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Downtown: Market Days storm sparks new fundraisers

After a windstorm swept through Market Days last month and left a mess of damaged tents, Katy Brown Solsky saw an opportunity. She’s making tote bags out of the damaged tents and selling them to purchase new tents for vendors from the Concord Arts Market.

All of the arts market vendors who were set up on North Main Street during Market Days lost their tents – and some of their artwork – when a powerful wind and thunderstorm descended on Concord in the early morning hours of July 20.

Since the festival, some vendors have been sharing tents or not attending outdoor markets.

“People selling things that they make by hand are not having a huge profit margin, so it’s a bigger expense in relation to what they’re taking in,” Solsky said.

So far, she’s received a generous response. By Friday afternoon, donors had given more than $1,500 to the “Artmageddon 2013 Tent Fund” on the fundraising website Indigogo. For $20, donors can get one tote bag, sewn by hand from salvaged tent tops.

Solsky hopes to raise $2,400 by the end of the week. That money will be distributed among all the vendors to cover

the cost of replacing their tents.

“A lot of people thought that it was a fun idea to literally take part of the destroyed tents and make something out of it,” she said.

Artists weren’t the only vendors hit by the Market Days storm.

“I would say that there was tremendous damage,” said festival Director Kim Murdoch. “Easily the majority of vendors sustained damage to their tents, if not complete destruction.”

Volunteers worked through the night to clean up, and the storm didn’t interrupt Market Days programming. But some vendors are still suffering from the financial impact.

Allison Grappone, Nearby Registry’s founder and CEO, has dedicated a portion of her website to helping them. Her website promotes gift registries on online wishlists for local businesses.

“We signed on new stores for free who wanted to participate,” Grappone said. “And then we added up to four products for each of those stores or nonprofits.”

Participating Market Days vendors include The Crust and Crumb, Gondwana & Divine Clothing Co., the Capitol Center for the Arts, Caring Gifts and Evolution Rock and Fitness.

Sales made through Nearby Registry’s website are “a direct sale” to the business, Grappone said.

To buy from vendors on Nearby Registry’s site, visit nearbyregistry.com/windsweptvendors.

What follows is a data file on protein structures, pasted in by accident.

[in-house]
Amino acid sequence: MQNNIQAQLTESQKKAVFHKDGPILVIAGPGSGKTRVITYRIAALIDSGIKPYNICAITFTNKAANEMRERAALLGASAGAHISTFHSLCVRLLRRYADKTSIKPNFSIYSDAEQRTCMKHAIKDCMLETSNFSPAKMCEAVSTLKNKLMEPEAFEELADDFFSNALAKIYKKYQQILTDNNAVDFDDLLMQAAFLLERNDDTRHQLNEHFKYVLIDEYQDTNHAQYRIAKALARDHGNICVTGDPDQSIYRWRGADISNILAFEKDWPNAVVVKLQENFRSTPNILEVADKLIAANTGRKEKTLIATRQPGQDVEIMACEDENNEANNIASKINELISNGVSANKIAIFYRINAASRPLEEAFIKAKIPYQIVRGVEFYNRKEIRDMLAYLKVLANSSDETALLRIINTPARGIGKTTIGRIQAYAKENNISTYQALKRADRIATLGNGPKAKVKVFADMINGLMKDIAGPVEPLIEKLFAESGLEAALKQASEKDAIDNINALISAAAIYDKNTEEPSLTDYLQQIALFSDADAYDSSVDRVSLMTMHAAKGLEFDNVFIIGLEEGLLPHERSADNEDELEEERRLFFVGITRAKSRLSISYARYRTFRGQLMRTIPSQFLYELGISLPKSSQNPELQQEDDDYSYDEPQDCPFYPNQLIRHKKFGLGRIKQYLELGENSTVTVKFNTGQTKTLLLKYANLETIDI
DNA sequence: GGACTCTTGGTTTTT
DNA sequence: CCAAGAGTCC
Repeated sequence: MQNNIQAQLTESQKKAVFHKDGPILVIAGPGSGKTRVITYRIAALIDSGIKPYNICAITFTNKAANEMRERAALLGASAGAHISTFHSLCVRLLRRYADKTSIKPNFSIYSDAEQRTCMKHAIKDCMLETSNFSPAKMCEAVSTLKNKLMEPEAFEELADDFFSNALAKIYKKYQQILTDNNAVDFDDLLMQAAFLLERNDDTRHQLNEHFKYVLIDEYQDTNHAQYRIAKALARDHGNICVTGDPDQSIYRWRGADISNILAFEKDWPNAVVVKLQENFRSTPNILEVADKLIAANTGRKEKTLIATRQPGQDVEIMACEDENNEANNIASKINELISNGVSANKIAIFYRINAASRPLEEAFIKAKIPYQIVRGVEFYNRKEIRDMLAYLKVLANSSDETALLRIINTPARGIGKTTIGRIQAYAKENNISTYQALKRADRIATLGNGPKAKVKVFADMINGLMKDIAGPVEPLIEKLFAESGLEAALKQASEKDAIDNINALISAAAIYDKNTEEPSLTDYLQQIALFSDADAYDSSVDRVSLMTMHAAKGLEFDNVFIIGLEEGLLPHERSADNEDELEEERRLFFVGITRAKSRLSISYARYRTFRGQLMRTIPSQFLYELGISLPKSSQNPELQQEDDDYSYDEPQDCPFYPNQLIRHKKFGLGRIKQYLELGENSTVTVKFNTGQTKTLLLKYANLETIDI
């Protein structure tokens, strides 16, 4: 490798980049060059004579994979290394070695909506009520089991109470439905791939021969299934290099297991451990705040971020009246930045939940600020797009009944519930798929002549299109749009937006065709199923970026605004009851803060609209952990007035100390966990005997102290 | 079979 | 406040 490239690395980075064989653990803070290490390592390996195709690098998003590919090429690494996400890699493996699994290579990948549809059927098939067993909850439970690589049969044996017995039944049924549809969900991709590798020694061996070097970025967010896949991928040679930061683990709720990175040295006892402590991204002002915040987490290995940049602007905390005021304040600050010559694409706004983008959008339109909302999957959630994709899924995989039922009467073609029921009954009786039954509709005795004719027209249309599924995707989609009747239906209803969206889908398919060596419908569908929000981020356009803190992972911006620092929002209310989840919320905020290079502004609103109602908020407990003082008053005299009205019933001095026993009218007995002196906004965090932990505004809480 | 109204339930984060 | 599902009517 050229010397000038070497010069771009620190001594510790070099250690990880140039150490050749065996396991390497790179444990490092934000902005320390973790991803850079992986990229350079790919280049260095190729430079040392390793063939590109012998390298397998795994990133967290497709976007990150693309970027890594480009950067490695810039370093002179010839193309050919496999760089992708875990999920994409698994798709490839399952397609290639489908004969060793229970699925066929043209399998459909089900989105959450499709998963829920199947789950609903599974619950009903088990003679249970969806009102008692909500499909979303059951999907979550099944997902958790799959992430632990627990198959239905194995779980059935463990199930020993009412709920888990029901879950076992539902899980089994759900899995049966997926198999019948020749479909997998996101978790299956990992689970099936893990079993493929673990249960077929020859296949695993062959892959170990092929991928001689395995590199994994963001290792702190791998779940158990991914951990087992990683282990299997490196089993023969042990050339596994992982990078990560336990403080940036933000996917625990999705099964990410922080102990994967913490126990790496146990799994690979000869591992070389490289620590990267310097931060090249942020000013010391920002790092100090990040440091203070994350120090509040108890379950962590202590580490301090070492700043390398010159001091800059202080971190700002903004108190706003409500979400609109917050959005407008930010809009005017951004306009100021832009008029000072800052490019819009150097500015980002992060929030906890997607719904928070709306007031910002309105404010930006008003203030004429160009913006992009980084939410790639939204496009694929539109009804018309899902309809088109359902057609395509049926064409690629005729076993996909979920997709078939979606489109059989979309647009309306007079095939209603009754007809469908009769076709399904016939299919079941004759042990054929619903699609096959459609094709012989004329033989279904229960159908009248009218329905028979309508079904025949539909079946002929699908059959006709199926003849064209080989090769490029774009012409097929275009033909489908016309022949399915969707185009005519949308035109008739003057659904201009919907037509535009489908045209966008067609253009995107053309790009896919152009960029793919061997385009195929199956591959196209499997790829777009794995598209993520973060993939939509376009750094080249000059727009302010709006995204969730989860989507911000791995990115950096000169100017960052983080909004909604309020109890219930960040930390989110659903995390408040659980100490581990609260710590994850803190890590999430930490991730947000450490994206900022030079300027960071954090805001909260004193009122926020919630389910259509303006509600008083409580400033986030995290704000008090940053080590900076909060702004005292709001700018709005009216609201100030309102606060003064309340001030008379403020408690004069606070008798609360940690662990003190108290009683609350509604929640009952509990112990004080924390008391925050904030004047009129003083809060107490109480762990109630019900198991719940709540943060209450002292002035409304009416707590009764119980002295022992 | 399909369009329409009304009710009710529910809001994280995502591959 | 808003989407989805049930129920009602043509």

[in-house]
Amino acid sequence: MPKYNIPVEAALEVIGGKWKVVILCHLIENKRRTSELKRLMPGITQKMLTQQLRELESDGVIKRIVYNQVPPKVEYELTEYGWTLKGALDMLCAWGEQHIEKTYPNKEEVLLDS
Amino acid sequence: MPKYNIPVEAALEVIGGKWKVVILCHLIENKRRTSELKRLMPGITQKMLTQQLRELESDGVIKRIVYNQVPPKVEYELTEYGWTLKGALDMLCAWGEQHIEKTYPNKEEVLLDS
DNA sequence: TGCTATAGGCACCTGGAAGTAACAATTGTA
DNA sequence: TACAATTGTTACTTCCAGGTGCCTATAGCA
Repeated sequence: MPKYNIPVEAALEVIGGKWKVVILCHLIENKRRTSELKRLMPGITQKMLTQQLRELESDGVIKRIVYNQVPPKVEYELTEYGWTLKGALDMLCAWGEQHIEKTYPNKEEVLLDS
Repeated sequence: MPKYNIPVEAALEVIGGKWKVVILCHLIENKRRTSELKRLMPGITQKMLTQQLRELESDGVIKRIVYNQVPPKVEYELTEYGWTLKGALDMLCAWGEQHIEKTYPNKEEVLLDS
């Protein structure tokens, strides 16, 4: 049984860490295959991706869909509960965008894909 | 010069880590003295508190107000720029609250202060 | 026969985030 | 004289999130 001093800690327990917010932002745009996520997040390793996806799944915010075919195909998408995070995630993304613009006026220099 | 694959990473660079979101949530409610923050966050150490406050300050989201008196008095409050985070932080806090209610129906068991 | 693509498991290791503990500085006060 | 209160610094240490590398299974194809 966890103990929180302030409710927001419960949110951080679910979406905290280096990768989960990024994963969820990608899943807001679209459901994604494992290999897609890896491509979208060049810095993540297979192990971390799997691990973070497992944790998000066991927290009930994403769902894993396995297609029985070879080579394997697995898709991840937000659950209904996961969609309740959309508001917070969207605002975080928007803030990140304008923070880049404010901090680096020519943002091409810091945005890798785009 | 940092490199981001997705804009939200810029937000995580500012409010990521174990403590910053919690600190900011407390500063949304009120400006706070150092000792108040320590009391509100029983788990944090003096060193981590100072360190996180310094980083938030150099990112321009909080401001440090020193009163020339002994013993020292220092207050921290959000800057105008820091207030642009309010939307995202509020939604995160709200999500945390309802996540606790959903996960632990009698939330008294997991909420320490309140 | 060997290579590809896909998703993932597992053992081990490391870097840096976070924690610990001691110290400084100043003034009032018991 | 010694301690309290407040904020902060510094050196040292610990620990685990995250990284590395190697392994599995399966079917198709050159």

Donations for art market totes can be made at indiegogo.com/projects/artmageddon-2013-tent-fund.

NEC on Main Street

New England College will open a small campus on Main Street this fall.

Beginning in September, the Henniker-based college will offer three master’s degree programs at its office in Concord: mental health counseling, business administration and public policy.

“All three of those programs will be offered in flexible and convenient hybrid formats so that people can meet in Concord but then also pursue much of the degree online,” said Mark Watman, the college’s vice president for academic affairs.

The 62 N. Main St. storefront, formerly home to Cool Moose Creamery and Just Be Boutique, is undergoing renovations.

Watman said the center will also host undergraduate programs and career services, and was chosen in part for its proximity to the State House.

“The location has a larger space on the first floor. . . . We’re really focused on providing opportunities for political debates, (the) potential to have art (and) poetry readings, as well as to provide some community services,” he said.

Professor Larry Taylor will serve as director of the college’s Concord center.

“The Concord initiative really stems from our strategic plan, which has us offering educational opportunities in more flexible formats and more convenient locations for all student populations,” Watman said.

‘Pitch in’ for the Audi

The Concord City Auditorium is preparing for its 109th season, and the Friends of the Audi are looking for some help.

Their annual “Pitch In” volunteer event will be held next week, from Aug. 19 to 21.

The work includes cleaning “windows and orchestra seats and dressing rooms and stage floors,” the group said in a press release. “We sew curtains, polish chandeliers, and send event calendars to thousands of area households.”

Volunteers can come from 9 a.m. to noon or from 6 to 9 p.m., Monday, Tuesday or Wednesday. Each session will begin with a light meal from Panera.

More Market Days

Intown Concord is asking for feedback about this year’s Market Days Festival.

“We want to hear what you think and work to continuously improve what is an incredibly strong community event,” said Murdoch, the festival director.

A survey is available online at IntownConcord.org.

(Laura McCrystal can be reached at 369-3312 or
lmccrystal@cmonitor.com or on Twitter @lmccrystal.)

Hey, when life hands you lemons make lemonade.

July 20th was that Saturday morning. I was there Thursday night I think it was when the downpour occurred, of standing under the tent on the customer side. But that some vendors needed so much space that they took up to the very edge. So if they were talking with a potential customer that customer would have to skedaddle so as not to get drenched.

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